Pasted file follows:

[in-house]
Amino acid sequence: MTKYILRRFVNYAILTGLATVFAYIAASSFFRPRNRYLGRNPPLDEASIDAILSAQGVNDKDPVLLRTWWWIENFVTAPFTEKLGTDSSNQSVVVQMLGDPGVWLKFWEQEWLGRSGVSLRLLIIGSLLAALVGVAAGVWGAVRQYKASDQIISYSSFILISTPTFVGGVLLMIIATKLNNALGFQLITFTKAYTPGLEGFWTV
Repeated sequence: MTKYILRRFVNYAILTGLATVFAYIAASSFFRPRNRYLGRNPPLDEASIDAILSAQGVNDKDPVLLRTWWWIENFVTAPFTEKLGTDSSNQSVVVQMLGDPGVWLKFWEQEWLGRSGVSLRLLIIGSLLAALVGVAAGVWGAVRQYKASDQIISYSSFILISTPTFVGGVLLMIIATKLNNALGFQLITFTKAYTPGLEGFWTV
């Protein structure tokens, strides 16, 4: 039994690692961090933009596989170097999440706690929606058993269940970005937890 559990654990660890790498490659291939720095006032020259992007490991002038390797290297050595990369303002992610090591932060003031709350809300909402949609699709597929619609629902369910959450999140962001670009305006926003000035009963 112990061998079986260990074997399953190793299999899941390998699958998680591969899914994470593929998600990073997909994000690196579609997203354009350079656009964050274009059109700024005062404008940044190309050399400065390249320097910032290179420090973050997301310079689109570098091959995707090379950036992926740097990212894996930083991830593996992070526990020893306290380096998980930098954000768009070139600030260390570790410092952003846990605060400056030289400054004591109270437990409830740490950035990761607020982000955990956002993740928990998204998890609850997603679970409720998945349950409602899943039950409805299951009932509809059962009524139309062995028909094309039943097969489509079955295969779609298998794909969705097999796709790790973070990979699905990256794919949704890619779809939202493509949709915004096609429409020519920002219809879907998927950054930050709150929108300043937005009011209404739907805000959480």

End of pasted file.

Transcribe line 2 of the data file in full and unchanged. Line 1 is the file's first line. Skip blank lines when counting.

Amino acid sequence: MTKYILRRFVNYAILTGLATVFAYIAASSFFRPRNRYLGRNPPLDEASIDAILSAQGVNDKDPVLLRTWWWIENFVTAPFTEKLGTDSSNQSVVVQMLGDPGVWLKFWEQEWLGRSGVSLRLLIIGSLLAALVGVAAGVWGAVRQYKASDQIISYSSFILISTPTFVGGVLLMIIATKLNNALGFQLITFTKAYTPGLEGFWTV